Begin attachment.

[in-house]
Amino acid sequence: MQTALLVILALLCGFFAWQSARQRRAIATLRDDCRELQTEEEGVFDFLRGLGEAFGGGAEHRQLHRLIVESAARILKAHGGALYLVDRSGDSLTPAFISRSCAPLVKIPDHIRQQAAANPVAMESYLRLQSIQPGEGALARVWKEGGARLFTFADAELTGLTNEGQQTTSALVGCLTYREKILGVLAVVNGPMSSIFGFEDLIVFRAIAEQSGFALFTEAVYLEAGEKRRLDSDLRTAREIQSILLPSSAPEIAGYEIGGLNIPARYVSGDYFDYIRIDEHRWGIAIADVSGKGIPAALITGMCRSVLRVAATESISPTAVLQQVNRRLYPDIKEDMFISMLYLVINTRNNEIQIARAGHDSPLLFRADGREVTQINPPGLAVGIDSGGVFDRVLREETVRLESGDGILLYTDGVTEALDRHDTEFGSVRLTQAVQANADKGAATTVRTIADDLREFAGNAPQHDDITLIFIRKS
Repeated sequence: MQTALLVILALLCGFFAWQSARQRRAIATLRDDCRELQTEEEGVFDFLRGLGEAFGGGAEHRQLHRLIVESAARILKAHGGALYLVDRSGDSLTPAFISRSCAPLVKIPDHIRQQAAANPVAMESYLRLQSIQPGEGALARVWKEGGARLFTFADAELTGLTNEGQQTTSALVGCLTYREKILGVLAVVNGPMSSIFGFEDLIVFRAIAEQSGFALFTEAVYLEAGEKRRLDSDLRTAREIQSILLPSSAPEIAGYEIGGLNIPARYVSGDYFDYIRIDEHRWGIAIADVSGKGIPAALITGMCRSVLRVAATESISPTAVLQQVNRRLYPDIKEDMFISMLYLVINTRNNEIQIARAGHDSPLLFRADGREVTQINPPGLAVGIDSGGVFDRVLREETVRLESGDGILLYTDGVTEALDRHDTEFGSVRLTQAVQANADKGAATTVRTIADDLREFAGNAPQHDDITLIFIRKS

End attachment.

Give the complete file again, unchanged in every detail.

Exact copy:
[in-house]
Amino acid sequence: MQTALLVILALLCGFFAWQSARQRRAIATLRDDCRELQTEEEGVFDFLRGLGEAFGGGAEHRQLHRLIVESAARILKAHGGALYLVDRSGDSLTPAFISRSCAPLVKIPDHIRQQAAANPVAMESYLRLQSIQPGEGALARVWKEGGARLFTFADAELTGLTNEGQQTTSALVGCLTYREKILGVLAVVNGPMSSIFGFEDLIVFRAIAEQSGFALFTEAVYLEAGEKRRLDSDLRTAREIQSILLPSSAPEIAGYEIGGLNIPARYVSGDYFDYIRIDEHRWGIAIADVSGKGIPAALITGMCRSVLRVAATESISPTAVLQQVNRRLYPDIKEDMFISMLYLVINTRNNEIQIARAGHDSPLLFRADGREVTQINPPGLAVGIDSGGVFDRVLREETVRLESGDGILLYTDGVTEALDRHDTEFGSVRLTQAVQANADKGAATTVRTIADDLREFAGNAPQHDDITLIFIRKS
Repeated sequence: MQTALLVILALLCGFFAWQSARQRRAIATLRDDCRELQTEEEGVFDFLRGLGEAFGGGAEHRQLHRLIVESAARILKAHGGALYLVDRSGDSLTPAFISRSCAPLVKIPDHIRQQAAANPVAMESYLRLQSIQPGEGALARVWKEGGARLFTFADAELTGLTNEGQQTTSALVGCLTYREKILGVLAVVNGPMSSIFGFEDLIVFRAIAEQSGFALFTEAVYLEAGEKRRLDSDLRTAREIQSILLPSSAPEIAGYEIGGLNIPARYVSGDYFDYIRIDEHRWGIAIADVSGKGIPAALITGMCRSVLRVAATESISPTAVLQQVNRRLYPDIKEDMFISMLYLVINTRNNEIQIARAGHDSPLLFRADGREVTQINPPGLAVGIDSGGVFDRVLREETVRLESGDGILLYTDGVTEALDRHDTEFGSVRLTQAVQANADKGAATTVRTIADDLREFAGNAPQHDDITLIFIRKS